Wondering what your house survey costs will come in at? If you're buying a new home, then it's a cost you'll more than likely going to need to factor in. We are here to help.
There are many different types of building survey to consider when buying a house and the one you choose should be based on the type of property you are purchasing. Some are more detailed or require specialist knowledge and these inevitably cost more than the more standard surveys.
There are several factors which will affect what your house survey costs, including:
- The type of survey you opt for
- The value and size of the house
- The area your home is in
Our quick guide to house survey costs will help you understand which survey you will need and how much of your budget will needed to be set aside to pay for it.
Who Should Carry Out My Home Survey?
You need to begin by finding a surveyor. You should look for one with the right qualifications. Ideally you want a surveyor who is a qualified member of the Royal Institute of Chartered Surveyors (RICS).
What Types of House Survey are Available?
There are three main types of house survey on offer when you buy a house — these are different from a mortgage valuation survey.
Each type offers various levels of detail and is suitable for different types of property. It is also important to bear in mind that each – rather confusingly – is often commonly referred to by another name.
The three house survey types are:
- Condition Report: Also known as a Homescore Survey or a Level 1
- HomeBuyer Report: Also known as a Level 2
- Building Survey: Previously known as a Full Structural Survey and now also called a Level 3
What Does a Condition Report Cost?
Condition reports are the most basic type of house survey — so it makes sense that they are also the cheapest. Prices for a condition report start from £350 - £450, although this is at the lower end of the price scale.
They are only really recommended for new homes built using conventional construction methods.
The level of detail your surveyor will present you with after inspecting the property will be fairly basic and structured around a traffic light system to indicate the state of various areas of the property — with green meaning all is well, orange showing more investigation may be needed, and red meaning serious repairs are on the cards.
No further advice or indication of value will be included although you do get a brief outline of the defects and risks.
How Much Does a HomeBuyer Report Cost?
When it comes to HomeBuyer report costs you can expect to pay a little more — but you will also get a more in-depth idea of the condition of the house you are purchasing. They are the most popular type of house survey and are most suitable for houses built using conventional construction methods.
There are two types of HomeBuyer report — one is survey only, while the other includes a valuation.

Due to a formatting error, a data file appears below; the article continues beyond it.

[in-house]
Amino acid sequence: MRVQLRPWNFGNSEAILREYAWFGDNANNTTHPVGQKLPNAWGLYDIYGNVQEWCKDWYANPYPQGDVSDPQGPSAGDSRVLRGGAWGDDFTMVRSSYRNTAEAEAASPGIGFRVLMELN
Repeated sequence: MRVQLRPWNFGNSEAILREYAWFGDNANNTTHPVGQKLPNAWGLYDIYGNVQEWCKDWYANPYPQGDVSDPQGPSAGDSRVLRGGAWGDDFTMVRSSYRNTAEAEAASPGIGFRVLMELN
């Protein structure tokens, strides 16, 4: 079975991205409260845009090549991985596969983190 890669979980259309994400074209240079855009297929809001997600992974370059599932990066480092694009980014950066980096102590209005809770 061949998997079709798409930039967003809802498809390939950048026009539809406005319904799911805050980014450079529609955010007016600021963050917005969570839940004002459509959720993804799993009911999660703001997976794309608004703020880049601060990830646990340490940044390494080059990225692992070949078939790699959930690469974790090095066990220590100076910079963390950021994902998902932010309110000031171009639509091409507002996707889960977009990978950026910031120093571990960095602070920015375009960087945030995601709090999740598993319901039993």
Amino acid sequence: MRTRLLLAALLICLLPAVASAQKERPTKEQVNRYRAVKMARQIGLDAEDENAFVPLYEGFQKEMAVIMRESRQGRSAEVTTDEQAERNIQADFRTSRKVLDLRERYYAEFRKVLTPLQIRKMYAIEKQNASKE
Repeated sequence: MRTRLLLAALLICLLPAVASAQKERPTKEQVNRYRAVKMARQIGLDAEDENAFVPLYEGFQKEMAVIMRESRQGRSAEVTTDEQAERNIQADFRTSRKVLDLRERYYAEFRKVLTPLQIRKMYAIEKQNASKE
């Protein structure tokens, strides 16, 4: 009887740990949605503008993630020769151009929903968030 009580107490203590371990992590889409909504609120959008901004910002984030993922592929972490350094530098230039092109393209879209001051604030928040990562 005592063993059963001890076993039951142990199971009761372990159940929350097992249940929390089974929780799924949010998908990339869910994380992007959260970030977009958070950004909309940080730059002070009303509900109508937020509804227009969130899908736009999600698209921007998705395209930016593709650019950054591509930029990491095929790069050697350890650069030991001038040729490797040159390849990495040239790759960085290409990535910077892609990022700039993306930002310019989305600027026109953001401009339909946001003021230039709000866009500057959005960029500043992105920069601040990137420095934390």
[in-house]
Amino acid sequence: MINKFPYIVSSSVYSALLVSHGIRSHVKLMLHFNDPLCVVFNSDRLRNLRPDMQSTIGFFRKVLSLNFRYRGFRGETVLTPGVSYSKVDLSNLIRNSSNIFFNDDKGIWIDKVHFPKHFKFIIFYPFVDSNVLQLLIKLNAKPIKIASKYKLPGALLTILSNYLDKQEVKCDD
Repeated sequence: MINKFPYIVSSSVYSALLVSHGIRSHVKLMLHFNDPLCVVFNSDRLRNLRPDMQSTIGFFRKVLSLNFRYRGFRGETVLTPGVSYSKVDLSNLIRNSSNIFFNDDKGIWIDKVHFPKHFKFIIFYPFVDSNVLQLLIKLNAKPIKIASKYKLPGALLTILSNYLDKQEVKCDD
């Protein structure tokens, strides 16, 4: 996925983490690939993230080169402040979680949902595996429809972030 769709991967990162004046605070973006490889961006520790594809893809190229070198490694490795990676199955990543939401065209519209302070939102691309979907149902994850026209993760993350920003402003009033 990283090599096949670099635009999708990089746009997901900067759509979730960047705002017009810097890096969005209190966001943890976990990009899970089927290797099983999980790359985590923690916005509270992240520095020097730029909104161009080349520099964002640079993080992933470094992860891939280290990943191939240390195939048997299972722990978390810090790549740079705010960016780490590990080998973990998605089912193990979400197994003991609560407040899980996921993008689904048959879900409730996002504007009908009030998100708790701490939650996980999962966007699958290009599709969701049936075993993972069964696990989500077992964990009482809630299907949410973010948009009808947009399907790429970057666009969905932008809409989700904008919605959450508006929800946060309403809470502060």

A surveyor carrying out this type of survey will investigate the entire house, including the loft, pointing out obvious problems, such as damp, structural movement and rot. Don't expect them to look under floors or start drilling investigation holes though.
For a HomeBuyers Report without a valuation expect to pay from approx. £350- £450, depending on the value of your home.
If you want a valuation, which often includes an insurance reinstatement value, you are looking at starting prices closer to £450-£500.
How Much Does a Building Survey Cost?
Finally, if you want a really in-depth house survey and are buying a large, period property or one that is listed or in need of renovation, you really should consider a building survey.
Building survey costs range from approximately £550 - £700 at the lower end, right up to £2,000 for high value homes.
A building survey will highlight any potentially costly risks, such a failure of the past owners to comply with with Building Regulations or planning permission, subsidence, or potentially toxic building materials.
In addition, they will bring up any issues that might affect insurance or mortgages. They will inspect the loft and advise you on what any issues should cost to put right and how long the work is likely to take.
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Natasha is Homebuilding & Renovating’s Associate Content Editor and has been a member of the team for over two decades. An experienced journalist and renovation expert, she has written for a number of homes titles. Over the years Natasha has renovated and carried out a side extension to a Victorian terrace. She is currently living in the rural Edwardian cottage she renovated and extended on a largely DIY basis, living on site for the duration of the project. She is now looking for her next project — something which is proving far harder than she thought it would be.